We can all tell that autumn is here.  Fall festivals abound, football is in full swing, Halloween decorations are out, the stores are already filling displays with Christmas decorations, and people are complaining that their joints ache.  What do achy joints and autumn have in common?  It depends on who you ask.  There has been for eons a theory that changes in the weather cause joints to ache more than usual.  One client of mine said to me this morning as it was raining, “Y’all might as well forget about a lunch break today.  The weather is changing, and the parking lot is filling up!”  Is there any truth to the weather change/joint pain connection?

In 400 B.C., Hippocrates made the first known correlation with changes in the weather and an increase in joint pain.  A theory that has stood the test of time is hard to dispute, but some researchers have tried.  Dr. Amos Tversky, a Stanford University psychologist, says that people’s enduring belief that their arthritis pain is intensified by changes in the weather is a myth.  He claims that human nature in all of us wants to find and follow patterns whether they actually exist or not.  He says that it is his job to de-bug human intuition, and he has found that we humans are good at pattern generation and are very good at forming hypotheses.  We just aren’t, in his summation, very good at testing our hypotheses. 

Other people, however, are more convinced that joint pain is indeed affected by the changes in the weather.  Dr. Frank Arnett, a rheumatologist (a doctor who specializes in the study and treatment of joints and joint disorders) from the University of Texas at Houston, says that the correlation definitely exists.  He says that the notion of weather changes and joint pain going hand-in-hand is real and that it goes even further than just arthritis.  He says that in his experience people with fractures that have healed can tell when the weather is going to change.  It is hard to argue with the many people who report that they can actually predict the changes in the weather, and Dr. Arnett refuses to.

From a standpoint of weather, the reason that many people feel more pain during periods of weather change can be explained by the fact that weather changes are associated with changes in barometric pressure.  Barometric pressure is the pressure that air exerts on all objects. It is called barometric pressure because the instrument which is used to measure the pressure is called a barometer. Most often meteorologists are talking about air pressure on the ground when discussing barometric pressure. If an area of low pressure exists, clouds and precipitation can be expected.  Dry places like Arizona have states of predominately high pressure which brings to them warm climates with low humidity and very little rainy wet weather.  This is why many people who suffer from severe arthritic conditions might even move to drier warm climates to avoid the ebb and flow of barometric pressure changes.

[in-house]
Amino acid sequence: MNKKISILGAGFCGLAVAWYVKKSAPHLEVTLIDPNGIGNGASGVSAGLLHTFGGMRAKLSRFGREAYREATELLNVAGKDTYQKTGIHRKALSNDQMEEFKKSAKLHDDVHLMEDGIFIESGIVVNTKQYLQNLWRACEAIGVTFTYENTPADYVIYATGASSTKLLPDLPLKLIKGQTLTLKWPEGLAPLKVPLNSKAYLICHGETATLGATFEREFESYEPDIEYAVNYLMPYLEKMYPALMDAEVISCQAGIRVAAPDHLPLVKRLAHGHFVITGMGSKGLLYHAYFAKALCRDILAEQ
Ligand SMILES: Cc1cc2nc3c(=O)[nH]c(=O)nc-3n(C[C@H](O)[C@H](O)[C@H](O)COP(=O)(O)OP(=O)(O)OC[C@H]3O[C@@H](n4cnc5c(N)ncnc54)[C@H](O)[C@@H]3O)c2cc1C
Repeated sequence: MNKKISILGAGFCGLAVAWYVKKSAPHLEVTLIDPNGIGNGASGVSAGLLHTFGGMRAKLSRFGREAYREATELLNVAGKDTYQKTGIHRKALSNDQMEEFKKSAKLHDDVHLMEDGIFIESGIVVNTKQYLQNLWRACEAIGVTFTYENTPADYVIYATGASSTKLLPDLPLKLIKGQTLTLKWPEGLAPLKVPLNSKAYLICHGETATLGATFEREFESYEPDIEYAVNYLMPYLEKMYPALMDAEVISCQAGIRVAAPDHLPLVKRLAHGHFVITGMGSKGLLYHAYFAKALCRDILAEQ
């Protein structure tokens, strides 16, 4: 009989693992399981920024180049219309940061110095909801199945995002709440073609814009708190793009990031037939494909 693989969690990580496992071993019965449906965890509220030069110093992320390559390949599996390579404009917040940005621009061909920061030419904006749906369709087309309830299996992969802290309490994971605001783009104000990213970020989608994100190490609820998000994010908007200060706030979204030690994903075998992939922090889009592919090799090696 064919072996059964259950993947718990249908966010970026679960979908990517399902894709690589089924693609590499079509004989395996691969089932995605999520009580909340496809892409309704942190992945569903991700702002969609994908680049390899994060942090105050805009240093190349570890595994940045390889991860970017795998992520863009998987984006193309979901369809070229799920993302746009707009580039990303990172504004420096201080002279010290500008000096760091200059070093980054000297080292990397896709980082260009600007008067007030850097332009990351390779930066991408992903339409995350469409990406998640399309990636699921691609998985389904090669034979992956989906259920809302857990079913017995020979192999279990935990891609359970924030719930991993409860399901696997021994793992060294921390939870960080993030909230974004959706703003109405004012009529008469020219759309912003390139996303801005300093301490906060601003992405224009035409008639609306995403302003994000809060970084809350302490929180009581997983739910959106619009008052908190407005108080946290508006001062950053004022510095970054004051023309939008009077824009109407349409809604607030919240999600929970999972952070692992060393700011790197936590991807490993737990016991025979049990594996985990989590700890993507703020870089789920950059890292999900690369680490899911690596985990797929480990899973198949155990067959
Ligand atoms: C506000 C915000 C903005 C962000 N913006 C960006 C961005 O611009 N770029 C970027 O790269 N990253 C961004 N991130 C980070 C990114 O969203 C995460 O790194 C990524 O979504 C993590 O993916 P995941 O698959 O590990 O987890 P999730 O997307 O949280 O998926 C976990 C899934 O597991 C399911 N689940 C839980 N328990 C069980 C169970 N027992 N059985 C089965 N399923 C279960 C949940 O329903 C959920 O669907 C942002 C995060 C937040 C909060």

Pressure makes fluid levels rise and fall.  Most of our joints are surrounded by fluid-filled capsules, so when pressure rises or falls it causes the pressure in our joints to rise and fall as well.  Those who suffer from osteoarthritis and rheumatoid arthritis feel the pain of pressure changes in a heightened sense because their joints are already inflamed and the pressure change just irritates them further.  Motion tends to lubricate joints, so it is helpful for sufferers to get moving as difficult as that might seem.  This is an area in which your chiropractor can be of tremendous service.  Chiropractors manipulate stuck, achy joints and the motion helps relieve the pressure inside the joint capsules.  If the pressure inside the joints is relieved so is the intense sensation of pain in most cases. 

Is there a definite connection between joint pain and weather changes?  I would have to say that I have been amazed at the accuracy with which some of my own clients can predict the weather.  You, however, can judge for yourself.  Treat your body well.